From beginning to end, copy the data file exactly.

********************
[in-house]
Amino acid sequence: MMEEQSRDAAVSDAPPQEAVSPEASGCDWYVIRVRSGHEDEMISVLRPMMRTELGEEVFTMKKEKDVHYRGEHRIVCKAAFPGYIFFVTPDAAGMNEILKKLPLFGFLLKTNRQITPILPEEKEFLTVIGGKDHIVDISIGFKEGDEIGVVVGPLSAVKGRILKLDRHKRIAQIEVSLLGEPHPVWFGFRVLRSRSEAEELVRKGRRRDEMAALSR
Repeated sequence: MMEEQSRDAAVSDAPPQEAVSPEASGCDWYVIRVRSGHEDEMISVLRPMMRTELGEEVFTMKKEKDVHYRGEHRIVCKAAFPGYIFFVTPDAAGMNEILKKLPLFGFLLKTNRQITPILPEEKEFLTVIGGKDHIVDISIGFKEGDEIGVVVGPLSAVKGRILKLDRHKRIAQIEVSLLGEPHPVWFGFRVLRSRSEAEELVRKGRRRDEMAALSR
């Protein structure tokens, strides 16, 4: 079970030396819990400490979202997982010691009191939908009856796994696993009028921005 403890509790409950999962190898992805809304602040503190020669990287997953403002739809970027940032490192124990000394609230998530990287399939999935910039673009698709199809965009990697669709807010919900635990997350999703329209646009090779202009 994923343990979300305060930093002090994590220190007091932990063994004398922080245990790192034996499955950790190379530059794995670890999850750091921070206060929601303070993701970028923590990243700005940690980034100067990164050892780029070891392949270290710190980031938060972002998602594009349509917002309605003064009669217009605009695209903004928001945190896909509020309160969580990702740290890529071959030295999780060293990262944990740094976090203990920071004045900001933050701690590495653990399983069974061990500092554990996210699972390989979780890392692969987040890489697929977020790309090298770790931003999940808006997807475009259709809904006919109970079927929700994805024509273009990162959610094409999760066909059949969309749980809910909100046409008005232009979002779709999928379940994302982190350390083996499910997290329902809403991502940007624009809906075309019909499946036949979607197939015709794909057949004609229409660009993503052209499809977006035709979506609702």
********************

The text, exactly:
[in-house]
Amino acid sequence: MMEEQSRDAAVSDAPPQEAVSPEASGCDWYVIRVRSGHEDEMISVLRPMMRTELGEEVFTMKKEKDVHYRGEHRIVCKAAFPGYIFFVTPDAAGMNEILKKLPLFGFLLKTNRQITPILPEEKEFLTVIGGKDHIVDISIGFKEGDEIGVVVGPLSAVKGRILKLDRHKRIAQIEVSLLGEPHPVWFGFRVLRSRSEAEELVRKGRRRDEMAALSR
Repeated sequence: MMEEQSRDAAVSDAPPQEAVSPEASGCDWYVIRVRSGHEDEMISVLRPMMRTELGEEVFTMKKEKDVHYRGEHRIVCKAAFPGYIFFVTPDAAGMNEILKKLPLFGFLLKTNRQITPILPEEKEFLTVIGGKDHIVDISIGFKEGDEIGVVVGPLSAVKGRILKLDRHKRIAQIEVSLLGEPHPVWFGFRVLRSRSEAEELVRKGRRRDEMAALSR
């Protein structure tokens, strides 16, 4: 079970030396819990400490979202997982010691009191939908009856796994696993009028921005 403890509790409950999962190898992805809304602040503190020669990287997953403002739809970027940032490192124990000394609230998530990287399939999935910039673009698709199809965009990697669709807010919900635990997350999703329209646009090779202009 994923343990979300305060930093002090994590220190007091932990063994004398922080245990790192034996499955950790190379530059794995670890999850750091921070206060929601303070993701970028923590990243700005940690980034100067990164050892780029070891392949270290710190980031938060972002998602594009349509917002309605003064009669217009605009695209903004928001945190896909509020309160969580990702740290890529071959030295999780060293990262944990740094976090203990920071004045900001933050701690590495653990399983069974061990500092554990996210699972390989979780890392692969987040890489697929977020790309090298770790931003999940808006997807475009259709809904006919109970079927929700994805024509273009990162959610094409999760066909059949969309749980809910909100046409008005232009979002779709999928379940994302982190350390083996499910997290329902809403991502940007624009809906075309019909499946036949979607197939015709794909057949004609229409660009993503052209499809977006035709979506609702």